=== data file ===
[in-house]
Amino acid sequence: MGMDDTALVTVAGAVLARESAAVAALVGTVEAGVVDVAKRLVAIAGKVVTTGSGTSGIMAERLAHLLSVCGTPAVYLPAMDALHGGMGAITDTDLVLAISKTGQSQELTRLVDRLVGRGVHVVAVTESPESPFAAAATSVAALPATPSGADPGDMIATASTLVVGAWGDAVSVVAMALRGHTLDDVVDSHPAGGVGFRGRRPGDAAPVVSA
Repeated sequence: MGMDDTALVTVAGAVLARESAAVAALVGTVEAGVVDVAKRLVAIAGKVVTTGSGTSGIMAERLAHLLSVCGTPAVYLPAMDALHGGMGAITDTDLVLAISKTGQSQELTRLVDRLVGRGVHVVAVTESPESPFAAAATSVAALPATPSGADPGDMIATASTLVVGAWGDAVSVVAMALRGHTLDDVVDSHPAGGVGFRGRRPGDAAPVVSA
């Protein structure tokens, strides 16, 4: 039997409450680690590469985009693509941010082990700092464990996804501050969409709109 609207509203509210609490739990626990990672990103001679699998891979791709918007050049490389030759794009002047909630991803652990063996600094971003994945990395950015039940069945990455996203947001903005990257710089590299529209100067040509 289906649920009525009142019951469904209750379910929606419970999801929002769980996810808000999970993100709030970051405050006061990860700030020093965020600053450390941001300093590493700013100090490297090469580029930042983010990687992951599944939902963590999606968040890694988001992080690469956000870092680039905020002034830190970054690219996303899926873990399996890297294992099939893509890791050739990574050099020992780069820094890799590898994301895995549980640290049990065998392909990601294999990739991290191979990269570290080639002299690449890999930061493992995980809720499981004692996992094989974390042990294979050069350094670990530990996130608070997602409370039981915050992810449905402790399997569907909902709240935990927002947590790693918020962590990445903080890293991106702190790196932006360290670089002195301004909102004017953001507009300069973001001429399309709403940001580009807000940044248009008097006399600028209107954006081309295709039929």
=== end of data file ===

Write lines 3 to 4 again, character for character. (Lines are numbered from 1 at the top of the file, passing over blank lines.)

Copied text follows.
Repeated sequence: MGMDDTALVTVAGAVLARESAAVAALVGTVEAGVVDVAKRLVAIAGKVVTTGSGTSGIMAERLAHLLSVCGTPAVYLPAMDALHGGMGAITDTDLVLAISKTGQSQELTRLVDRLVGRGVHVVAVTESPESPFAAAATSVAALPATPSGADPGDMIATASTLVVGAWGDAVSVVAMALRGHTLDDVVDSHPAGGVGFRGRRPGDAAPVVSA
């Protein structure tokens, strides 16, 4: 039997409450680690590469985009693509941010082990700092464990996804501050969409709109 609207509203509210609490739990626990990672990103001679699998891979791709918007050049490389030759794009002047909630991803652990063996600094971003994945990395950015039940069945990455996203947001903005990257710089590299529209100067040509 289906649920009525009142019951469904209750379910929606419970999801929002769980996810808000999970993100709030970051405050006061990860700030020093965020600053450390941001300093590493700013100090490297090469580029930042983010990687992951599944939902963590999606968040890694988001992080690469956000870092680039905020002034830190970054690219996303899926873990399996890297294992099939893509890791050739990574050099020992780069820094890799590898994301895995549980640290049990065998392909990601294999990739991290191979990269570290080639002299690449890999930061493992995980809720499981004692996992094989974390042990294979050069350094670990530990996130608070997602409370039981915050992810449905402790399997569907909902709240935990927002947590790693918020962590990445903080890293991106702190790196932006360290670089002195301004909102004017953001507009300069973001001429399309709403940001580009807000940044248009008097006399600028209107954006081309295709039929």